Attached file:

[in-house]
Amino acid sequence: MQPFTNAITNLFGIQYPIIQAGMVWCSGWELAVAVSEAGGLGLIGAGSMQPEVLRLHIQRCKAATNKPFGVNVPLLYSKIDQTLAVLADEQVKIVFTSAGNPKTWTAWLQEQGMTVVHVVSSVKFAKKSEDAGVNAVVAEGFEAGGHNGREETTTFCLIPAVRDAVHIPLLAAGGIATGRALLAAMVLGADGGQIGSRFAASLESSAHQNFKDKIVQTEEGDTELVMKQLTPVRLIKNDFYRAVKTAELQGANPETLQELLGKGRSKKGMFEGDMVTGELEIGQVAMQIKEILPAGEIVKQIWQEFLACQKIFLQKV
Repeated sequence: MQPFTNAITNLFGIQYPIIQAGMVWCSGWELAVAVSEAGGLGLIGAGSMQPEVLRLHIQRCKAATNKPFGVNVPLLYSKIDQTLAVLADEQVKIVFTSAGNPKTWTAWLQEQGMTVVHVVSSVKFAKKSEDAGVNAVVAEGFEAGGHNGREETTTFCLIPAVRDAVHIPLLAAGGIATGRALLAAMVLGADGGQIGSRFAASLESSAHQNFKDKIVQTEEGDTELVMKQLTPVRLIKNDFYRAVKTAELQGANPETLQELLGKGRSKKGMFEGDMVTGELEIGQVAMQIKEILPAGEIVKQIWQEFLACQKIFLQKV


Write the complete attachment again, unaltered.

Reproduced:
[in-house]
Amino acid sequence: MQPFTNAITNLFGIQYPIIQAGMVWCSGWELAVAVSEAGGLGLIGAGSMQPEVLRLHIQRCKAATNKPFGVNVPLLYSKIDQTLAVLADEQVKIVFTSAGNPKTWTAWLQEQGMTVVHVVSSVKFAKKSEDAGVNAVVAEGFEAGGHNGREETTTFCLIPAVRDAVHIPLLAAGGIATGRALLAAMVLGADGGQIGSRFAASLESSAHQNFKDKIVQTEEGDTELVMKQLTPVRLIKNDFYRAVKTAELQGANPETLQELLGKGRSKKGMFEGDMVTGELEIGQVAMQIKEILPAGEIVKQIWQEFLACQKIFLQKV
Repeated sequence: MQPFTNAITNLFGIQYPIIQAGMVWCSGWELAVAVSEAGGLGLIGAGSMQPEVLRLHIQRCKAATNKPFGVNVPLLYSKIDQTLAVLADEQVKIVFTSAGNPKTWTAWLQEQGMTVVHVVSSVKFAKKSEDAGVNAVVAEGFEAGGHNGREETTTFCLIPAVRDAVHIPLLAAGGIATGRALLAAMVLGADGGQIGSRFAASLESSAHQNFKDKIVQTEEGDTELVMKQLTPVRLIKNDFYRAVKTAELQGANPETLQELLGKGRSKKGMFEGDMVTGELEIGQVAMQIKEILPAGEIVKQIWQEFLACQKIFLQKV